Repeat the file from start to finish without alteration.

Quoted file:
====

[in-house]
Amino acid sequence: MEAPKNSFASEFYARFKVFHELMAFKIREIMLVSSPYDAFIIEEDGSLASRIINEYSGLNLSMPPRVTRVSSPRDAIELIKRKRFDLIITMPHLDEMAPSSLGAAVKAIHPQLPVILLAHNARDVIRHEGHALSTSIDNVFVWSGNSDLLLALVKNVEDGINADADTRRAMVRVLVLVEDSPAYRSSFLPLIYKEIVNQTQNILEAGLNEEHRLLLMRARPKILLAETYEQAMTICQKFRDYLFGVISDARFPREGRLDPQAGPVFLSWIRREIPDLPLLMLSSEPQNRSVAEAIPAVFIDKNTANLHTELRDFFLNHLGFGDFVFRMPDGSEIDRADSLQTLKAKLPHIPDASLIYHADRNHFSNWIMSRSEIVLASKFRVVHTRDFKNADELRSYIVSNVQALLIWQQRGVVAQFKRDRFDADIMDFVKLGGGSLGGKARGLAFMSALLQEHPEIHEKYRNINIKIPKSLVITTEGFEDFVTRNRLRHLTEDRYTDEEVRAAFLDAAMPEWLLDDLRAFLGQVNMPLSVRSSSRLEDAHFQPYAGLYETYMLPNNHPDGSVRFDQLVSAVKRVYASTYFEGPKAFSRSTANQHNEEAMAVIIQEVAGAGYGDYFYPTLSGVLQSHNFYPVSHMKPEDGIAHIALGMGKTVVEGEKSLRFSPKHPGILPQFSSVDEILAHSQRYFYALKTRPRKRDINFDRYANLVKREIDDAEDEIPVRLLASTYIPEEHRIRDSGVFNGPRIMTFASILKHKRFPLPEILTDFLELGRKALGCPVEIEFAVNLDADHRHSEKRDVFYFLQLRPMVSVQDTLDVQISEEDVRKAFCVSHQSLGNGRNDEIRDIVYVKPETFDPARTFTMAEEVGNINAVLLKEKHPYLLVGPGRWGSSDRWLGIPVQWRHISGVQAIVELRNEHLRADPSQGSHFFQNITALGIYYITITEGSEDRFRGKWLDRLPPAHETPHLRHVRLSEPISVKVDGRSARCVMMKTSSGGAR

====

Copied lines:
[in-house]
Amino acid sequence: MEAPKNSFASEFYARFKVFHELMAFKIREIMLVSSPYDAFIIEEDGSLASRIINEYSGLNLSMPPRVTRVSSPRDAIELIKRKRFDLIITMPHLDEMAPSSLGAAVKAIHPQLPVILLAHNARDVIRHEGHALSTSIDNVFVWSGNSDLLLALVKNVEDGINADADTRRAMVRVLVLVEDSPAYRSSFLPLIYKEIVNQTQNILEAGLNEEHRLLLMRARPKILLAETYEQAMTICQKFRDYLFGVISDARFPREGRLDPQAGPVFLSWIRREIPDLPLLMLSSEPQNRSVAEAIPAVFIDKNTANLHTELRDFFLNHLGFGDFVFRMPDGSEIDRADSLQTLKAKLPHIPDASLIYHADRNHFSNWIMSRSEIVLASKFRVVHTRDFKNADELRSYIVSNVQALLIWQQRGVVAQFKRDRFDADIMDFVKLGGGSLGGKARGLAFMSALLQEHPEIHEKYRNINIKIPKSLVITTEGFEDFVTRNRLRHLTEDRYTDEEVRAAFLDAAMPEWLLDDLRAFLGQVNMPLSVRSSSRLEDAHFQPYAGLYETYMLPNNHPDGSVRFDQLVSAVKRVYASTYFEGPKAFSRSTANQHNEEAMAVIIQEVAGAGYGDYFYPTLSGVLQSHNFYPVSHMKPEDGIAHIALGMGKTVVEGEKSLRFSPKHPGILPQFSSVDEILAHSQRYFYALKTRPRKRDINFDRYANLVKREIDDAEDEIPVRLLASTYIPEEHRIRDSGVFNGPRIMTFASILKHKRFPLPEILTDFLELGRKALGCPVEIEFAVNLDADHRHSEKRDVFYFLQLRPMVSVQDTLDVQISEEDVRKAFCVSHQSLGNGRNDEIRDIVYVKPETFDPARTFTMAEEVGNINAVLLKEKHPYLLVGPGRWGSSDRWLGIPVQWRHISGVQAIVELRNEHLRADPSQGSHFFQNITALGIYYITITEGSEDRFRGKWLDRLPPAHETPHLRHVRLSEPISVKVDGRSARCVMMKTSSGGAR